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Hearing Loss in Monroe, NJ

Princeton Otolaryngology Associates, located in the Central New Jersey area, specializes in audiology. Residents living in Monroe, NJ and have hearing issues are welcome to visit our audiologists, Dr. Rajool Dave, Au. D, CCC-A and Karen K. Herring, M.S. CCC-A. They will conduct an examination of your hearing problem, find the cause and institute the most appropriate treatment.

Hearing defects alone in the United States affect quite a large part of the population, 48 million people to be exact. That’s 20 percent of the people and the figure only continues to rise. Studies estimate that a third of the population over the age of 65 have some degree of hearing loss. Continuing with the numbers, 60 out of every 100 people who report hearing loss are in the workplace. It is alarming to find that for a population of every 1,000 children, three of them complain of hearing loss. In children going to school, the incidence is higher. Nearly 30 in every 1,000 students complain of hearing-connected defects. Those suffering from hearing defects face many social problems like difficulty in socializing, threats to their careers and a marked drop in their quality of life.

What Causes Hearing Loss?

Numerous factors play a part in contributing to hearing loss, including genetics, age, accidents and even sicknesses. Human beings have had to contend with hearing difficulties since the beginning of time, but with the rise of modern medicine, new forms of treatment are available. Unfortunately, we live in a noisier and riskier environment than our ancestors and it impacts negatively on our hearing. The most common causes of hearing loss include:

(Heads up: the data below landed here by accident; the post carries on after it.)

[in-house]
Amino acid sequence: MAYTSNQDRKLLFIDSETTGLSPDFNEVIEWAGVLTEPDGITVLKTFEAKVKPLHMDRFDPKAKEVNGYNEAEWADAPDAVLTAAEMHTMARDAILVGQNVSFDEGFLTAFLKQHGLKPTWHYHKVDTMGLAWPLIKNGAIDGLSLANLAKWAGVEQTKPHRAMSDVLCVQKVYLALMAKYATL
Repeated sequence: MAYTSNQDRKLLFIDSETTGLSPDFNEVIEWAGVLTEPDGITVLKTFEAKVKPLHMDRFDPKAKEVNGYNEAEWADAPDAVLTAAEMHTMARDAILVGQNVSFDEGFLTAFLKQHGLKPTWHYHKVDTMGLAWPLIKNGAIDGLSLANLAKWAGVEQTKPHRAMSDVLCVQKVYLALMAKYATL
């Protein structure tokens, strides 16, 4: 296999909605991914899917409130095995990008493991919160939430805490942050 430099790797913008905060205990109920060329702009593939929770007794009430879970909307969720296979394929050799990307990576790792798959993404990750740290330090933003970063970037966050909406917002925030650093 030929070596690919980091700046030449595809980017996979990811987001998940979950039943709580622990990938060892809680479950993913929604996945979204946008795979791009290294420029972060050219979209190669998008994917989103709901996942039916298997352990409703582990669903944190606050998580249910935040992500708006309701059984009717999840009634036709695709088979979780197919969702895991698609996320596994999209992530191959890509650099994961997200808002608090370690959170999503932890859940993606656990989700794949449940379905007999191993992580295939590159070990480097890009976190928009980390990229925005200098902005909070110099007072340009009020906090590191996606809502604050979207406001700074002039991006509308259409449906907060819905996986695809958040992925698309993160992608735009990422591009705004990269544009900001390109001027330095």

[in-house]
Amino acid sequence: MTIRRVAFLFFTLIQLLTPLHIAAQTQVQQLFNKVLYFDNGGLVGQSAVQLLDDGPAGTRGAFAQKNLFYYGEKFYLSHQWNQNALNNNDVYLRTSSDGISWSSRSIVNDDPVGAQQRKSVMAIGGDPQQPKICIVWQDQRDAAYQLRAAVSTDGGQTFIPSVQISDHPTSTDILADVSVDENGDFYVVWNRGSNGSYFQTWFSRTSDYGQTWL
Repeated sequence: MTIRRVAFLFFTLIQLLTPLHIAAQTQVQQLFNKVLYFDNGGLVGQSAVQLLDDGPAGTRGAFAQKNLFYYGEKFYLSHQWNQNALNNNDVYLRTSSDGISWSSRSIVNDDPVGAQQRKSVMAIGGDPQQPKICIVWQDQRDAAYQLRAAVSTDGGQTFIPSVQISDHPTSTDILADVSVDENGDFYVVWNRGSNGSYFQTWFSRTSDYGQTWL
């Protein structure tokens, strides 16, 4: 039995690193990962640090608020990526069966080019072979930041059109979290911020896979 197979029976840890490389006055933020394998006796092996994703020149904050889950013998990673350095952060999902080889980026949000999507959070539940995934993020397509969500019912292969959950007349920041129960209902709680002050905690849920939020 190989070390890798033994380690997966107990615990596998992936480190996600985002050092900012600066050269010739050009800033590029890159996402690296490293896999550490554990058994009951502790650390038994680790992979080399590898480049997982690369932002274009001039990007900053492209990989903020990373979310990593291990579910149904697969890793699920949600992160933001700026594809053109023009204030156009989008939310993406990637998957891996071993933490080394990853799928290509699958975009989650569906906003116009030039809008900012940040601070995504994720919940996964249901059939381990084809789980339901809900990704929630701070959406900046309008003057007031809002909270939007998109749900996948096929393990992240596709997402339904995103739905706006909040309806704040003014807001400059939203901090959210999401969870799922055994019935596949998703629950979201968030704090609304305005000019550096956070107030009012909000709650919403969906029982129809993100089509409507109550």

Hearing loss may affect people across all ages but it most profoundly affects older individuals because of their age. Between the ages of 64 and 75, 33 percent of individuals succumb to hearing loss. Past 75 years of age, at least, half suffers from the condition. At present, doctors cannot pinpoint what exactly causes hearing loss in the aging population.

A Noisy Environment

People working or exposed to lots of noise are at risk of losing hearing. Humans pay an enormous price to progress economically. Daily, people face high noise levels, especially from traffic, blaring speakers in clubs and deafening noise as air traffic controllers. Some factory workers do not wear protective noise mufflers on factory floors, only contributing to the possibility of hearing damage. Most of these areas have noise levels of over 85 decibels, which leaves them at risk of suffering from hearing impairment.

Various Medications

A variety of medications is to blame for the loss of hearing. According to studies, we still have over 200 medications currently that directly or indirectly cause temporary hearing impairment and loss of balance. These medications include chemotherapy medication, erectile dysfunction medication, certain antibiotics, loop diuretics and some variants of aspirin.


Injuries to the head causing fractures on the skull may cause permanent hearing loss or worsen an existing situation.

Illness and Infection

If the blood supplied to the ear is infected, then hearing loss typically follows. Illnesses that have a direct correlation to hearing loss include chronic diseases like diabetes, heart diseases, high blood pressure and conditions that increase production of ear wax.